You’ll be hosting a marathon reading of Walt Whitman’s “Leaves of Grass” on Aug. 5 What is this reading all about—and why Whitman?

I was assigned in a poetry class to read all of “Leaves of Grass.” [The understanding was] you can’t study poetry if you haven’t done this. So me and bunch of friends decided to have a potluck, open a few bottles of wine, and have a good time and read it all the way through. We thought it would take a couple of hours, but it’s four hours of poetry all the way through. To do it in a way that you’re using one text by one author, and hearing it, and getting all of the sonic textures of the word, I found I was able to connect with it in entirely a different way. So we decided, hey, let’s do this again next year. And we did. And the year after that.

It’s always been a really great experience, and you end up finding things in the text every time. The reason I was assigned “Leaves of Grass” is because it has been cited as the first distinctly American work of poetry, branching off from the British tradition. And there is something fun and distinctly American about Whitman’s work, so I’m really excited to hop into that. One of the other things I find most fascinating about doing this type of reading is finding out who the heck else in this world thinks that’s a perfectly legitimate way to spend their free time. It always introduces me to interesting people.

You’re also hosting the Chapbook Completion Group on August 19th. Who is this event for, and what can people expect?

The idea is that if somebody has come in a couple times, maybe even sent in some stuff to a number of publications and has a body of work they feel they want to get out, to find a group of people that are ready to put the finishing polish on a book and get it out into the world. They come with a draft that’s as close to finished as they can get it, and work with a community of writers to take it to the next level.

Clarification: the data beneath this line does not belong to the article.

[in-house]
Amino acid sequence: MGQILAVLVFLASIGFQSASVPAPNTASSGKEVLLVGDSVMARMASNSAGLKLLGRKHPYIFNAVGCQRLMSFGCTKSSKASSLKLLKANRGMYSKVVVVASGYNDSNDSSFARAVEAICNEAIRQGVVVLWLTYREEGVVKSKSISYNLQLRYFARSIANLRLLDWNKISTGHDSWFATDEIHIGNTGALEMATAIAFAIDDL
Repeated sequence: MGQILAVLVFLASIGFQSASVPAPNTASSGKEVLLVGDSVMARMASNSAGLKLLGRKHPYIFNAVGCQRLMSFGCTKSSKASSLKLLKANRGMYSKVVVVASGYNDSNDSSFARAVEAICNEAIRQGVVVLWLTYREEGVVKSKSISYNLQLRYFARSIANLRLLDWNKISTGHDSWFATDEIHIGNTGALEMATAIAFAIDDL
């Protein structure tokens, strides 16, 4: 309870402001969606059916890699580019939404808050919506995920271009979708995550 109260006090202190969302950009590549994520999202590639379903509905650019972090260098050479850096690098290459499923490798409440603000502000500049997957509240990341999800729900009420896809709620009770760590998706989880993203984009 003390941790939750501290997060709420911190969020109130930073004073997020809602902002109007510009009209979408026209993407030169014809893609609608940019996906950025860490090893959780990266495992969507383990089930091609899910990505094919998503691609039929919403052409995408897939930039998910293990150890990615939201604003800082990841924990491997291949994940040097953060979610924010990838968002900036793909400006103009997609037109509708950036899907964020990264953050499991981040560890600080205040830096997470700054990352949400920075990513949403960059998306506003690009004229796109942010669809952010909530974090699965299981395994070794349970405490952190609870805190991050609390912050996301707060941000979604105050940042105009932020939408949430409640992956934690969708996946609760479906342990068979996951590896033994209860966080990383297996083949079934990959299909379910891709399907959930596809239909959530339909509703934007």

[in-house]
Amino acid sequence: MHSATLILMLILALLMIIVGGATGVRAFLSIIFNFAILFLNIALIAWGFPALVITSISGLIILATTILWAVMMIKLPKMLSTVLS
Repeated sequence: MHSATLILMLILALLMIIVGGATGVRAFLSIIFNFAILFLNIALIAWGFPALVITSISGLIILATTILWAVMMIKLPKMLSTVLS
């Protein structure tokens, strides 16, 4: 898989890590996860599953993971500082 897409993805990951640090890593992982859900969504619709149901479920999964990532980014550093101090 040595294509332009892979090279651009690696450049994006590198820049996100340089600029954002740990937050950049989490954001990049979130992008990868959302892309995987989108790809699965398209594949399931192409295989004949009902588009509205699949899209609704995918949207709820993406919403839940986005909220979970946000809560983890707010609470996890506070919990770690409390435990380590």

It’s really a gift to the community as much as it is an empowerment to the poet. It can be a force for financial empowerment if you’re able to sell it, or it can also just be a business card as a poet to be able to give somebody a book that you’ve made. It can be as little as four poems–or one really long one–or as many as a hundred if you’ve got the prolific nature to do that.

When you’re time with Art Works comes to an end on August 22, what do you hope to have accomplished?

I would like to know that more members of this community are empowered to empower others with poetic knowledge. Whether that’s a new book binding technique, a new poetic device, or just a self-knowledge of how to jumpstart themselves into the creative process. That’s goal number one.

Beyond that, I’m hoping to spend some of my time here during off hours to plan my next steps as a poet. My next successes that I’m seeking as an individual poet are to book live shows throughout the fall and winter and to broaden my publication base. Those two things are what I’m looking for.

Visit Kevin in the gallery from July 26th – August 22nd, 2016. Find Kevin’s weekly schedule and follow his Art Works experience at @santacruzmah and @kevindevaneypoet.